We all remember the classic Bill Parcells quote.
“You are what your record says you are.”
According to Mike Wise of the Washington Post, that may not always be true.
“I’d cut to the chase: This team should be better than 38-36. It probably should be at least 44-30 with eight games left to play. The Wizards have the talent but they don’t act like they have the talent.”
Sorry Mike, but you really are what your record is.
[Sidenote]: If you would like to read the Mike Wise piece, there is obviously more to the story than this quote. I’d hate to put him out of context. He does make a lot of valid points that I agree with. I’m taking this statement aforementioned for what it is and explaining my view on the idea of talent and how much a record truly speaks to the greatness of a team.
The evaluation of whether a team is good is not totally predicated on the amount of talent. Talent is an individual trait. When we say the team is talented we are discussing the individuals collectively. If we are talking semantics here, that doesn’t mean the Wizards are a good team. That also means that the level of talent they have, although present, shouldn’t go into any discussion of what their record should truly be.
What is talent anyways? It’s a slippery term. It lacks substance. It’s a word we throw around. I know some guys around the way who annoy the shit out of everyone they come into contact with. They’re argumentative. They’re controversial. They harvest bad friendships. But they’re talented.
“Oh that Walter White guy, he’s killed a bunch of people and ruined the fabric of his family. He’s really talented though.”
Okay, okay. Perhaps I’m exaggerating. However, sometimes you have to use extreme examples to get a point across about an age-old saying. This is no indictment of any current Wizards players. John Wall is a joy to watch. He’s young and famous, but he talks in the post-game like a seasoned veteran. The magnitude of his basketball IQ is underrated, if not deceptive. Bradley Beal is a good kid. Martell Webster is the life of the locker room. Frankly, all of the players on the team are positive guys. Nene and Andre Miller are strong veteran presences. Gortat never shies away from taking accountability. That would leave coaching as a strong part of the equation. We won’t get into that though. That’s an offseason piece waiting to be written.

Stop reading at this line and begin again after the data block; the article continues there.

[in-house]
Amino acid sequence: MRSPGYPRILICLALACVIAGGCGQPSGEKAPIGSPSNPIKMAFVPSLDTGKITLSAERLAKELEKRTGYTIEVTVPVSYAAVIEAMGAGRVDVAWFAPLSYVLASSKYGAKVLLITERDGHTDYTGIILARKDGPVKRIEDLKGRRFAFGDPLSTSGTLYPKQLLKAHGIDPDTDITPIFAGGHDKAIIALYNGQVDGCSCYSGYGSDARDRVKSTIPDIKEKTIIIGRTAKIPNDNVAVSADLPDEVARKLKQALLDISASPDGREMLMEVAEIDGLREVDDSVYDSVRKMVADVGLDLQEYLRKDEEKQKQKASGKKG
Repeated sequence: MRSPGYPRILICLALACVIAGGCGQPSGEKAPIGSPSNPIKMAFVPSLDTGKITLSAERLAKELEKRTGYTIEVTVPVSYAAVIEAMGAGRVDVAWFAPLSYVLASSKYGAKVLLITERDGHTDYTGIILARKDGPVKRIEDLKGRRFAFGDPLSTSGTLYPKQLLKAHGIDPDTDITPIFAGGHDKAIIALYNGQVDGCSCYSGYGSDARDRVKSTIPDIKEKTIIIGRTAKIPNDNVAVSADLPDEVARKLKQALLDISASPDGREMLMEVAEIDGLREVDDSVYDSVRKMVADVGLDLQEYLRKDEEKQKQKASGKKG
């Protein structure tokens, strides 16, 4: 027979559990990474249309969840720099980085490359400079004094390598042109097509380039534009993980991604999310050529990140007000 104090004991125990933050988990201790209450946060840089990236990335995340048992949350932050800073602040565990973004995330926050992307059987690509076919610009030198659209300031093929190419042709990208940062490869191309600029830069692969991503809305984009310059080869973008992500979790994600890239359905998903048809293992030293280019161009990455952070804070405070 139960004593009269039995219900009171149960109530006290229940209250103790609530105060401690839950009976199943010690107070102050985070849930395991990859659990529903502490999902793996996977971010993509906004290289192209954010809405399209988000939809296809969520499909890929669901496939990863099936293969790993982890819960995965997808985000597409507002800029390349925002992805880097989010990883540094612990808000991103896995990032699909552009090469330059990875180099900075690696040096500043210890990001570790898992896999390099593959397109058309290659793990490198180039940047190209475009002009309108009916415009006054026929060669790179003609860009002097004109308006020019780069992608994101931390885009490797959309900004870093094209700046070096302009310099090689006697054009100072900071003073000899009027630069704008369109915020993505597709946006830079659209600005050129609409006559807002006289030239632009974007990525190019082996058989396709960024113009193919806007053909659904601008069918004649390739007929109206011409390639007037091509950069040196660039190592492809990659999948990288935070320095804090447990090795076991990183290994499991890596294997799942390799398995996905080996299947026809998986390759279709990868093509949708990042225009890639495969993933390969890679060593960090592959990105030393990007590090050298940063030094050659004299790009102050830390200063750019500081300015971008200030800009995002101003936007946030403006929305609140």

What I can discuss for a brief moment is the effect that strong coaching and motivational tactics have on any team, especially a young one like the Wizards with guys who seem to want to get better. That’s another age-old discussion that usually divides those discussing it. How important is coaching? More important than you think.
Phil Jackson had a chance to win championships on the teams he coached because of the great players he had. They won those championships at a staggering rate because he motivated players to play the full 48 minutes. He motivated players to play for the guy next to him. He motivated players to motivate the guy next to him to play for the guy next to him. Players respect Jackson and in turn they played hard for him. Jackson respected the players and treated them equally and in turn they played for each other. “Hit the open man” Jackson said. “This is a journey and each game is a step towards an ultimate goal,” Jackson would say.
It’s not always about talent. Granted, you need some to get to the next level in relativity to where you are. It’s the fear that players have in not letting each other down. When the guy next to you works very hard at its craft, it motivates you to do the same. The Wizards play hard for their teammates, just not for a full 48 minutes. Frankly, not even close.
There is a gap in communication to the young Wizards players that is preventing them from keeping leads. It’s preventing them from coming out strong against a lowly Milwaukee team at the Verizon Center. We look at a name like the “Bobcats” and think we should easily beat them. Something in their lines of communication told them not to give up when they were down by 16. They’ve been a running punchline as a bottom-dweller in the NBA but they find themselves only a few two games back of the Wizards in the standings.
There is something that isn’t translating to this Wizards team, and even Ted Leonsis knows it. Hey, maybe if Walter communicated better with Jesse and Skyler we wouldn’t have had all of the chaos that we had in Season 4 and 5. I guess that’s what makes great television though. Perhaps that comparison is also extreme. However, so is saying that the Wizards are better than their record is. They are who we think they are. If they bounce out of the playoffs in a first round sweep at the hands of a less “talented” team, then they are who we thought they were. We just can’t let em’ off the hook.